Another nine large-scale solar farms in north Queensland with a total capacity of more than 712MW have been warned that their output could be cut to zero in certain circumstances due to emerging “system strength” issues in that part of the state.
The warning was made in a market notice issued by the Australian Energy Market Operator on Monday and comes on top of a previous warning that affected two solar farms and one wind farm earlier this year.
The latest to be affected are the Clare (110MW), Collinsville (42MW), Daydream (80MW), Hamilton (58MW), Hayman (58MW), Kidston (50MW), Ross River (128MW), Rugby Run (128MW), and Whitsunday (58MW) generators.
They have been told that their output could be restricted to zero if certain combinations of synchronous generators (coal, gas or hydro) are not operating at the time.
AEMO said in its market statement that the notice was issued after it and Powerlink, which operates the main transmission lines in the state, continued their investigation into system strength requirements in North Queensland. It says the new measures came into effect at 2pm on Monday.
A spokesperson for PowerLink said: “Over recent weeks generation levels at power stations in Central Queensland have been lower than usual. In response to this Powerlink – in consultation with AEMO – has modelled a range of new system strength scenarios. These scenarios are designed to maximise output from renewable generators in North Queensland, while ensuring the stability of Queensland’s power system.”
The ruling will, however, increase the level of frustration of renewable energy developers, and the tension between these developers and the transmission grid owners and market operators. Many feel that they have observed their generating performance standards but are now being faced with a hit to their output, and their revenue and earnings, because the grid in their area is not strong enough.
Five solar farms in Victoria and NSW had their output reduced by half for more than seven months after detailed modelling identified potential “voltage” issues in the West Murray region of the grid. The issue was finally resolved in April.
Earlier this month, the big Dundonnell wind farm was told it would not be able to reach full commissioning under its anticipated timeline because of new issues identified in its part of the grid. The owner, Tilt Renewables, has now flagged a significant fall in revenue and profits because of the delay.
The system strength issues in Queensland and the impact on large-scale wind and solar farms first came to a head in March, when AEMO warned that the Haughton and Sun Metals solar farms, and Mt Emerald wind farm, would be dialled back to zero under certain conditions.
None of those plants has been operating for the last few days because of those constraints. Haughton has not been allowed to generate for more than a week.
See: Two solar farms, one wind farm in Queensland hit by “system strength” issues
The variabilities are complex. In some instances, the facilities could be restricted to 50 per cent of 80 per cent of their output. In some cases they will be cut to zero.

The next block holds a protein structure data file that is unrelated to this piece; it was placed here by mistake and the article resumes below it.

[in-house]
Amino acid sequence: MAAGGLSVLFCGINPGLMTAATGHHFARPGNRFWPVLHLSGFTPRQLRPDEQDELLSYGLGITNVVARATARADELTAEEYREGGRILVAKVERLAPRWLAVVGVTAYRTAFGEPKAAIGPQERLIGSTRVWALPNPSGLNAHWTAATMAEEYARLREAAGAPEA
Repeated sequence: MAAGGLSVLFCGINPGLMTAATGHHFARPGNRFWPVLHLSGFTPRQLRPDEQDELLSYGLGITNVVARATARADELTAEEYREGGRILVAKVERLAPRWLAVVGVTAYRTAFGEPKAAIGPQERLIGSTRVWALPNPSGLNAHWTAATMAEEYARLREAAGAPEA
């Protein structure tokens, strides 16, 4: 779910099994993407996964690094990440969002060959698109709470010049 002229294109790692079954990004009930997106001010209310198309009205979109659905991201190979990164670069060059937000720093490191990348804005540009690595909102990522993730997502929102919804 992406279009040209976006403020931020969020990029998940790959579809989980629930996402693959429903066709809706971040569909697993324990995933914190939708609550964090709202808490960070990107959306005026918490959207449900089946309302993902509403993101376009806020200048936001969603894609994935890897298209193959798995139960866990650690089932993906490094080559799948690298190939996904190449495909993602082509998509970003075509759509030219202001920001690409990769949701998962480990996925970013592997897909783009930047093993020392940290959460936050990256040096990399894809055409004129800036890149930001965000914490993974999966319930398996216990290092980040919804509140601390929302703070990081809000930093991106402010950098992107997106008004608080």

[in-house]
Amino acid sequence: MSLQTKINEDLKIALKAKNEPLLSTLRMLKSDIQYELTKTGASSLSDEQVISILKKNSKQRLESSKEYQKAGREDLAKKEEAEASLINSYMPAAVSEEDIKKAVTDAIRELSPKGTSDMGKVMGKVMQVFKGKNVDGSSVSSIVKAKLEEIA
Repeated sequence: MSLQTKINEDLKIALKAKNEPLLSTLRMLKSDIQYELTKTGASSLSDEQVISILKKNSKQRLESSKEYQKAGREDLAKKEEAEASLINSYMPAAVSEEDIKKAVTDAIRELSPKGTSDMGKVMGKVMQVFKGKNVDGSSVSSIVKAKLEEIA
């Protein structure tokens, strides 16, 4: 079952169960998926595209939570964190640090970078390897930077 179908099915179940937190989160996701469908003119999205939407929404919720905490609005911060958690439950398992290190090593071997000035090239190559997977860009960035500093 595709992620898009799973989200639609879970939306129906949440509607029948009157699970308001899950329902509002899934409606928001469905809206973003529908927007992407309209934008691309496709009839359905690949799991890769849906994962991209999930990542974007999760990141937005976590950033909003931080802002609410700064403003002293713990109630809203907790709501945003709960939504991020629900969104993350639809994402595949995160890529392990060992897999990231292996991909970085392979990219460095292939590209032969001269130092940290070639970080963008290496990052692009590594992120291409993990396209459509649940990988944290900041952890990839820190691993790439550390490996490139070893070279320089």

Mostly, the generators in the area need two hydro facilities – Kareeya and Barron Gorge – to be operating all or most of their units if they are to run without interruption, although it does also depend on a combination of generating units from facilities at Callide, Stanwell and Gladstone, and it also depends on the amount of load (demand) in the local area. It is not clear how often these equations would bind.
The latest market notice affecting the additional nine solar farms identifies a number of different combinations that could affect the facilities in whole, or in part. It seems that each of these new combinations will also result in zero output at Haughton, Sun Metals and Mt Emerald even if there is partial output allowed in the other nine solar farms.
System strength issues are emerging in varying parts of the grid – even in Tasmania, despite its overwhelming dependence on hydro generation. That’s because of an increase in the number of wind farms.
System strength issues were first identified in South Australia as far back as 2017, but because there was a formal declaration of a shortfall, the market operator and the local grid owner formed a coordinated plan to address the issue, which includes the installation of four synchronous condensers, a move that will allow the number of gas generators needed at any one time to be reduced significantly.
Similar proposals are being considered by developers for the West Murray region, and presumably for north Queensland. However, until an official shortfall is declared, the response to the issue has been random and chaotic, with local grid operators requiring additional equipment from some new projects, even when a co-ordinated approach would be cheaper and more efficient.
But, as Transgrid lamented at the time, the nature of the market rules did not allow for a considered approach. Those issues are now being addressed – some of a myriad that need to be solved as the grid continues its transition. It is also one of the main reasons why AEMO favours the creation of renewable energy zones to co-ordinate generation and infrastructure investment.
PowerLink issued a call for expressions of interest into potential solutions to the system strength issues in that part of the grid in April. It said it received a strong response but won’t reveal details of its plans till December.
Source: Quarterly Energy Dynamics
Date: Jul 27, 2020